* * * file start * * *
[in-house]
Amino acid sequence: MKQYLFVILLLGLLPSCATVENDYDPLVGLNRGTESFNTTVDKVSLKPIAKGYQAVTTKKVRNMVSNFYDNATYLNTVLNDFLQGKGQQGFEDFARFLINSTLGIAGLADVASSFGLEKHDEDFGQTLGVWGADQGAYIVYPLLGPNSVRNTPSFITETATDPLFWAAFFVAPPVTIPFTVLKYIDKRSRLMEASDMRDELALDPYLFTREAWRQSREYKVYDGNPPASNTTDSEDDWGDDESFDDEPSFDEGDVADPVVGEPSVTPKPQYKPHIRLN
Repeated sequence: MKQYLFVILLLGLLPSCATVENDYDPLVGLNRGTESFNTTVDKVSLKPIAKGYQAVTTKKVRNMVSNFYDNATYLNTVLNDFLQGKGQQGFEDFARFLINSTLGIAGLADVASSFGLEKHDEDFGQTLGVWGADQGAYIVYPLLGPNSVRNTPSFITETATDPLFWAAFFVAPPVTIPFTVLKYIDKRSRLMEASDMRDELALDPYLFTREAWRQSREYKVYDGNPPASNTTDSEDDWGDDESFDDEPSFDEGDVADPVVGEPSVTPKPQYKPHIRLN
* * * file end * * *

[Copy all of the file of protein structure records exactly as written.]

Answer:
[in-house]
Amino acid sequence: MKQYLFVILLLGLLPSCATVENDYDPLVGLNRGTESFNTTVDKVSLKPIAKGYQAVTTKKVRNMVSNFYDNATYLNTVLNDFLQGKGQQGFEDFARFLINSTLGIAGLADVASSFGLEKHDEDFGQTLGVWGADQGAYIVYPLLGPNSVRNTPSFITETATDPLFWAAFFVAPPVTIPFTVLKYIDKRSRLMEASDMRDELALDPYLFTREAWRQSREYKVYDGNPPASNTTDSEDDWGDDESFDDEPSFDEGDVADPVVGEPSVTPKPQYKPHIRLN
Repeated sequence: MKQYLFVILLLGLLPSCATVENDYDPLVGLNRGTESFNTTVDKVSLKPIAKGYQAVTTKKVRNMVSNFYDNATYLNTVLNDFLQGKGQQGFEDFARFLINSTLGIAGLADVASSFGLEKHDEDFGQTLGVWGADQGAYIVYPLLGPNSVRNTPSFITETATDPLFWAAFFVAPPVTIPFTVLKYIDKRSRLMEASDMRDELALDPYLFTREAWRQSREYKVYDGNPPASNTTDSEDDWGDDESFDDEPSFDEGDVADPVVGEPSVTPKPQYKPHIRLN